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Net shorts are just the half of it

I have to say that my initial reaction was that the Financial Services Authority was being somewhat prudish – of course, I know the regulator’s tentacles spread far and wide but why would it put a temporary ban on net shorts?

Had there been a deterioration in the dress code at Canary Wharf? Imagine my embarrassment when someone explained to me that the move did not relate to the kind of shorts I had in mind, which almost certainly says more about me than anything else.

However, one of the effects of the present market turbulence is that many of us have had words and phrases added to our vocabulary. Even I, with my limited knowledge, have taken to screaming at the TV when all kinds of unlikely people from chefs to irritating regional presenters blame all woes on the credit crunch – what do they know?

But this did start me thinking. What do any of us know? When – as is all too common at the moment – talk turns to what is happening in the financial markets, it’s clear that a surprising number of people, including me with and my obsession with net shorts, have a distinct lack of knowledge.

Of course, the concern is that there are brokers advising borrowers on which way to go with regard to the products still out there. But should you go for a tracker or a fixed rate? Should you fix long term or short term? How can you give this kind of advice without some market knowledge? When you consider that there is a steady stream of enforcement decisions coming out of the FSA which show the lack of knowledge of brokers of even basic stuff, you have to worry.

In recent weeks we have seen MAH Mortgage and Finance which, it seems, did not assess (or did not record that it had assessed) customers’ ability to pay the mortgages it recommended, could not provide proof of the suitability of self-cert deals and recommended loans into retirement with no assessment or record of how borrowers might repay. The company has been ordered to carry out a review of past business and had all its permissions withdrawn. I wonder how it would have fared given a brief test on the workings of the capital markets.

Then Approved Financial Solutions was fined £63,000 (after a 30% early settlement discount) for a host of failings including an inability to demonstrate the suitability of the mortgages it recommended. It also recommended a number of sub-prime self-cert deals when a high street mortgage was clearly more suitable. I wonder if it could explain the workings of the Bank of England’s US$ overnight repo operations and their impact on liquidity.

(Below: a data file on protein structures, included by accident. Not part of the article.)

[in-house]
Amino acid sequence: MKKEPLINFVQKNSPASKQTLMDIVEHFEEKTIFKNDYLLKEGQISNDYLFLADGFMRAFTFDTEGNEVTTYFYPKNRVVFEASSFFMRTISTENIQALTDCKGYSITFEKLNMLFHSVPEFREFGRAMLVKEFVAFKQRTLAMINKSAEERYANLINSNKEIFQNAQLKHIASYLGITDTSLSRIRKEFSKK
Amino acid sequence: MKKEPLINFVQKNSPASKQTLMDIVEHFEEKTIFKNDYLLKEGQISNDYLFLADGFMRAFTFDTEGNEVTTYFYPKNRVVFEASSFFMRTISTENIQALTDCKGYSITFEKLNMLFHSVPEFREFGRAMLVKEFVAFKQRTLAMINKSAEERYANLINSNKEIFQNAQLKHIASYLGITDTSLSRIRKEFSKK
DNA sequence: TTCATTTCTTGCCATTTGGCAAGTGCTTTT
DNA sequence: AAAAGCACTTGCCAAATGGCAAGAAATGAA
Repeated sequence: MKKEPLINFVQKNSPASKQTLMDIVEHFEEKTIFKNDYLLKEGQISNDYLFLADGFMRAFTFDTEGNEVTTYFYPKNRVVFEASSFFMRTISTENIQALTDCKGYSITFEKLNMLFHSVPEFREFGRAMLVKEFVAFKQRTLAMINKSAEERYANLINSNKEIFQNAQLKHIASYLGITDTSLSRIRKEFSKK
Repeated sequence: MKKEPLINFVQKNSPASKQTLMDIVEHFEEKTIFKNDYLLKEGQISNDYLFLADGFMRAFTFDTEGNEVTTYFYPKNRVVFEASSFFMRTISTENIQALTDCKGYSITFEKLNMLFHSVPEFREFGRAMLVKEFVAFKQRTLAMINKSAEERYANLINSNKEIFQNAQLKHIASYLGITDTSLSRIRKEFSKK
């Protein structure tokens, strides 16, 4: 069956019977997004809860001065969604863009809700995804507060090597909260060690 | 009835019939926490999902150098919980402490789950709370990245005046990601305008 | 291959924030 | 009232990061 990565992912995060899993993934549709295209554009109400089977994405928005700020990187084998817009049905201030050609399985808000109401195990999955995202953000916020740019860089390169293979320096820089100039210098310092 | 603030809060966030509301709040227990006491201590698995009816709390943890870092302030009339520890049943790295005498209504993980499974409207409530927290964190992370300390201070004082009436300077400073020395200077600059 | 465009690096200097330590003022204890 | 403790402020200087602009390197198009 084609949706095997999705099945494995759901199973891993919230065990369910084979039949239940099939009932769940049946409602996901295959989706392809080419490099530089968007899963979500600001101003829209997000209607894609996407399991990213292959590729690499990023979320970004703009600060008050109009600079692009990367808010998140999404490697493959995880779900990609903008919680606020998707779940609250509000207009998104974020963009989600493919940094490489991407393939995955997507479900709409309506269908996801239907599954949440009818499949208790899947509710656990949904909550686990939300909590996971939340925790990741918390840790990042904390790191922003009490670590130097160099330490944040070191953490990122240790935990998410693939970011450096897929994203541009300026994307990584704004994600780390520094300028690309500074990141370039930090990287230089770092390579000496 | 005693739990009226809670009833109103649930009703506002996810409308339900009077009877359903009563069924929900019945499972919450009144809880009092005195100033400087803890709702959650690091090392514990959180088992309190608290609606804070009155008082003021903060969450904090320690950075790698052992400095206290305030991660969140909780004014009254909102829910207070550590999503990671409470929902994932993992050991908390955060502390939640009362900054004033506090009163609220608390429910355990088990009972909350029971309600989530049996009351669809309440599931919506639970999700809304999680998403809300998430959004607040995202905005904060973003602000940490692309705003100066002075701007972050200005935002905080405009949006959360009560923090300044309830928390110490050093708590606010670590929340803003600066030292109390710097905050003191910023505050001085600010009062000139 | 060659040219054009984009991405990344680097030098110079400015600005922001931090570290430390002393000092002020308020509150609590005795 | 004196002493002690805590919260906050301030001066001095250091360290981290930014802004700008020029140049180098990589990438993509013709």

I know it’s unfair to expect brokers to have a working knowledge of the capital markets. I couldn’t really explain the intricacies myself – after all, I thought ‘haircuts’ were, well, haircuts.

But I do believe recent problems have exposed a couple of big mistakes in the way mortgage regulation is structured. Given that we have now seen a host of compliance failings, why is there not a compliance controlled function* for mortgage firms? I never understood it when the draft rules were published and still don’t. I don’t see the position im-proving either. Even the FSA has ex-pressed concern that in current market conditions, compliance staff have been among the first to go.

The FSA must require mortgage brokers to be approved persons with CF status. At present, there is nothing to stop rogue advisers moving between firms. The FSA has no clue where they are. An IFA selling an ISA or a PEP has to be an approved person carrying out a customer function. Given that a mortgage is the biggest transaction into which most people enter, why should a mortgage broker be so different?

The other advantage, of course, it that a change would also allow for a more rigorous training and competence regime for mortgage brokers so maybe a few more of them would be able to advise on whether a fixed rate, a tracker or even spending some time on a lender’s SVR might be the right decision in the current market conditions.

And I will not trouble you with what I thought ‘pump and dump’ meant.* The term controlled function relates to the carrying out of a regulated activity by a company which is specified under section 59 of the Financial Services and Markets Act – Approval for particular arrangements.

Philip Tebbatt is principal of niche financial services law firm Slater Rhodes and can be contacted at


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